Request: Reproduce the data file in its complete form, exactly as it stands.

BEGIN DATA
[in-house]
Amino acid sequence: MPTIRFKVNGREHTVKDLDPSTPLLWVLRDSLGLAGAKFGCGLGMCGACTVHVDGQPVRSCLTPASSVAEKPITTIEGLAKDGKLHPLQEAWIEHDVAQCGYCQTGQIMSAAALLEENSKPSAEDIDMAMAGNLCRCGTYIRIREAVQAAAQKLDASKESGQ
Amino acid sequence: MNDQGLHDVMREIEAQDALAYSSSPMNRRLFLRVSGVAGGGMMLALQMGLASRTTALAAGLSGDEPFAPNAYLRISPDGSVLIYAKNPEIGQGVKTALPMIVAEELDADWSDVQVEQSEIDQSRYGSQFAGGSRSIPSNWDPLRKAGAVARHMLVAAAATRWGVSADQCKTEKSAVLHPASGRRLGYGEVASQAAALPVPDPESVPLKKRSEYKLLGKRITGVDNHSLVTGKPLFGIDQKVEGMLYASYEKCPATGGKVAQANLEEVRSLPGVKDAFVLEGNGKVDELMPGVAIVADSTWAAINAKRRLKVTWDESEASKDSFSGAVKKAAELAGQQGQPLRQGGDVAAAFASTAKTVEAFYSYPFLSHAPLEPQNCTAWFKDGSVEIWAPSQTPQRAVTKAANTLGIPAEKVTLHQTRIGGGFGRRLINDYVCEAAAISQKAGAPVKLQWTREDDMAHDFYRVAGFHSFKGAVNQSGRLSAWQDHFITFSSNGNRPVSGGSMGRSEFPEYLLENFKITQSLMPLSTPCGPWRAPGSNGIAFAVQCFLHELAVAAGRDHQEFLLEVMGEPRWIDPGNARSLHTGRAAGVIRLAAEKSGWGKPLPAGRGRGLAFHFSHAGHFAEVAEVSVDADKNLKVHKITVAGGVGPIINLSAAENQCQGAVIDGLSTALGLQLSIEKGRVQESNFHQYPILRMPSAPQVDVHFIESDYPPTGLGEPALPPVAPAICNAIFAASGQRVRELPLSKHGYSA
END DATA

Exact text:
[in-house]
Amino acid sequence: MPTIRFKVNGREHTVKDLDPSTPLLWVLRDSLGLAGAKFGCGLGMCGACTVHVDGQPVRSCLTPASSVAEKPITTIEGLAKDGKLHPLQEAWIEHDVAQCGYCQTGQIMSAAALLEENSKPSAEDIDMAMAGNLCRCGTYIRIREAVQAAAQKLDASKESGQ
Amino acid sequence: MNDQGLHDVMREIEAQDALAYSSSPMNRRLFLRVSGVAGGGMMLALQMGLASRTTALAAGLSGDEPFAPNAYLRISPDGSVLIYAKNPEIGQGVKTALPMIVAEELDADWSDVQVEQSEIDQSRYGSQFAGGSRSIPSNWDPLRKAGAVARHMLVAAAATRWGVSADQCKTEKSAVLHPASGRRLGYGEVASQAAALPVPDPESVPLKKRSEYKLLGKRITGVDNHSLVTGKPLFGIDQKVEGMLYASYEKCPATGGKVAQANLEEVRSLPGVKDAFVLEGNGKVDELMPGVAIVADSTWAAINAKRRLKVTWDESEASKDSFSGAVKKAAELAGQQGQPLRQGGDVAAAFASTAKTVEAFYSYPFLSHAPLEPQNCTAWFKDGSVEIWAPSQTPQRAVTKAANTLGIPAEKVTLHQTRIGGGFGRRLINDYVCEAAAISQKAGAPVKLQWTREDDMAHDFYRVAGFHSFKGAVNQSGRLSAWQDHFITFSSNGNRPVSGGSMGRSEFPEYLLENFKITQSLMPLSTPCGPWRAPGSNGIAFAVQCFLHELAVAAGRDHQEFLLEVMGEPRWIDPGNARSLHTGRAAGVIRLAAEKSGWGKPLPAGRGRGLAFHFSHAGHFAEVAEVSVDADKNLKVHKITVAGGVGPIINLSAAENQCQGAVIDGLSTALGLQLSIEKGRVQESNFHQYPILRMPSAPQVDVHFIESDYPPTGLGEPALPPVAPAICNAIFAASGQRVRELPLSKHGYSA